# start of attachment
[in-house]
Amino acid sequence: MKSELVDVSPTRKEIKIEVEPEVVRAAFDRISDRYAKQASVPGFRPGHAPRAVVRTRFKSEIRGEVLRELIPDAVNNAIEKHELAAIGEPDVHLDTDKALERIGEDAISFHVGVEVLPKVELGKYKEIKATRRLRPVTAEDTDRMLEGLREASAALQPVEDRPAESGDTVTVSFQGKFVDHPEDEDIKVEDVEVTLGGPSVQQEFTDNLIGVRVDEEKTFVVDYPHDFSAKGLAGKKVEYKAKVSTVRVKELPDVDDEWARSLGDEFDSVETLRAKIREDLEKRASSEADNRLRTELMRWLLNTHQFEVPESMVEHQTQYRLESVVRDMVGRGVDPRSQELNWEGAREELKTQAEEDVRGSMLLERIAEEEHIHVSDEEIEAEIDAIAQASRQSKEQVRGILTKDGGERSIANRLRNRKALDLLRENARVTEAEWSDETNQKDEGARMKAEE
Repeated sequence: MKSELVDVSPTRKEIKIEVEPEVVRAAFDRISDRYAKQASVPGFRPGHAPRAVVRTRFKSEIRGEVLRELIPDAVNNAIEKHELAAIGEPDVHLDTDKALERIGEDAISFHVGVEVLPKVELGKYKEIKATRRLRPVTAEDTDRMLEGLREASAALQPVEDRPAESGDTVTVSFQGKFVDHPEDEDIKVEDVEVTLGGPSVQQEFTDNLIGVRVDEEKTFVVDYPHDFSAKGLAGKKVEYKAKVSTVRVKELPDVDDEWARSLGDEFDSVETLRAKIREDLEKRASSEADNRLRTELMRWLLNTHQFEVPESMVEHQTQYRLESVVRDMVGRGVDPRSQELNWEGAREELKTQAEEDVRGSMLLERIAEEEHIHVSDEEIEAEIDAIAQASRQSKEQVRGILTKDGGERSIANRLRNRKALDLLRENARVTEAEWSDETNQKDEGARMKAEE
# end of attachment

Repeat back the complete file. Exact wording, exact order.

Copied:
[in-house]
Amino acid sequence: MKSELVDVSPTRKEIKIEVEPEVVRAAFDRISDRYAKQASVPGFRPGHAPRAVVRTRFKSEIRGEVLRELIPDAVNNAIEKHELAAIGEPDVHLDTDKALERIGEDAISFHVGVEVLPKVELGKYKEIKATRRLRPVTAEDTDRMLEGLREASAALQPVEDRPAESGDTVTVSFQGKFVDHPEDEDIKVEDVEVTLGGPSVQQEFTDNLIGVRVDEEKTFVVDYPHDFSAKGLAGKKVEYKAKVSTVRVKELPDVDDEWARSLGDEFDSVETLRAKIREDLEKRASSEADNRLRTELMRWLLNTHQFEVPESMVEHQTQYRLESVVRDMVGRGVDPRSQELNWEGAREELKTQAEEDVRGSMLLERIAEEEHIHVSDEEIEAEIDAIAQASRQSKEQVRGILTKDGGERSIANRLRNRKALDLLRENARVTEAEWSDETNQKDEGARMKAEE
Repeated sequence: MKSELVDVSPTRKEIKIEVEPEVVRAAFDRISDRYAKQASVPGFRPGHAPRAVVRTRFKSEIRGEVLRELIPDAVNNAIEKHELAAIGEPDVHLDTDKALERIGEDAISFHVGVEVLPKVELGKYKEIKATRRLRPVTAEDTDRMLEGLREASAALQPVEDRPAESGDTVTVSFQGKFVDHPEDEDIKVEDVEVTLGGPSVQQEFTDNLIGVRVDEEKTFVVDYPHDFSAKGLAGKKVEYKAKVSTVRVKELPDVDDEWARSLGDEFDSVETLRAKIREDLEKRASSEADNRLRTELMRWLLNTHQFEVPESMVEHQTQYRLESVVRDMVGRGVDPRSQELNWEGAREELKTQAEEDVRGSMLLERIAEEEHIHVSDEEIEAEIDAIAQASRQSKEQVRGILTKDGGERSIANRLRNRKALDLLRENARVTEAEWSDETNQKDEGARMKAEE